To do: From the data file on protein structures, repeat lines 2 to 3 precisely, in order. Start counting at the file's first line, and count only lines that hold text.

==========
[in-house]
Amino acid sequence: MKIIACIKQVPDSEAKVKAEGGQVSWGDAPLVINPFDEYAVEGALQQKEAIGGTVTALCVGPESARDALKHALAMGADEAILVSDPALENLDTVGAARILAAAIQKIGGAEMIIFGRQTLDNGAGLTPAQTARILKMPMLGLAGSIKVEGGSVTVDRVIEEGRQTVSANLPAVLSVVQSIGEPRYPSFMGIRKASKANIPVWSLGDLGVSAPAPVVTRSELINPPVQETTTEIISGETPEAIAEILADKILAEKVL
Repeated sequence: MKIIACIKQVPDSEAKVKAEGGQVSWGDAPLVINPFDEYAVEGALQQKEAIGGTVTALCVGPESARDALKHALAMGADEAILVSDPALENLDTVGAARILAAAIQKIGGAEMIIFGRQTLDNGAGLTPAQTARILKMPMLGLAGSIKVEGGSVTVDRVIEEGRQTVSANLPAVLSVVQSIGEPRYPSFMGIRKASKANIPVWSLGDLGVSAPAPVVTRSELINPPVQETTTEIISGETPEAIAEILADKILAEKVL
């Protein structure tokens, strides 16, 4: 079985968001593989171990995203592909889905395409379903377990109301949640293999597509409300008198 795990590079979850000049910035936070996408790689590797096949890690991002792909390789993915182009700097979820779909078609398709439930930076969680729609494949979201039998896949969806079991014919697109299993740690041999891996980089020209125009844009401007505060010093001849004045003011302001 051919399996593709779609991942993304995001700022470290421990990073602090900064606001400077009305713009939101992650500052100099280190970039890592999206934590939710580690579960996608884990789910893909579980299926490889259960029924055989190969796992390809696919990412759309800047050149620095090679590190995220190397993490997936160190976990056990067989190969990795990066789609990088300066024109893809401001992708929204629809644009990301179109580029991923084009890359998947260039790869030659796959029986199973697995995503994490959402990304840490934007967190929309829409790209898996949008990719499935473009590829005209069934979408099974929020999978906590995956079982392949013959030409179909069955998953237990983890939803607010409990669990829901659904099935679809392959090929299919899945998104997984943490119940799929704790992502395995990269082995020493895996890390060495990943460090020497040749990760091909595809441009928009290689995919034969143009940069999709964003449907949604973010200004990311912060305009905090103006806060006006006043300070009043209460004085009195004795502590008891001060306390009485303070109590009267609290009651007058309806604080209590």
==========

Amino acid sequence: MKIIACIKQVPDSEAKVKAEGGQVSWGDAPLVINPFDEYAVEGALQQKEAIGGTVTALCVGPESARDALKHALAMGADEAILVSDPALENLDTVGAARILAAAIQKIGGAEMIIFGRQTLDNGAGLTPAQTARILKMPMLGLAGSIKVEGGSVTVDRVIEEGRQTVSANLPAVLSVVQSIGEPRYPSFMGIRKASKANIPVWSLGDLGVSAPAPVVTRSELINPPVQETTTEIISGETPEAIAEILADKILAEKVL
Repeated sequence: MKIIACIKQVPDSEAKVKAEGGQVSWGDAPLVINPFDEYAVEGALQQKEAIGGTVTALCVGPESARDALKHALAMGADEAILVSDPALENLDTVGAARILAAAIQKIGGAEMIIFGRQTLDNGAGLTPAQTARILKMPMLGLAGSIKVEGGSVTVDRVIEEGRQTVSANLPAVLSVVQSIGEPRYPSFMGIRKASKANIPVWSLGDLGVSAPAPVVTRSELINPPVQETTTEIISGETPEAIAEILADKILAEKVL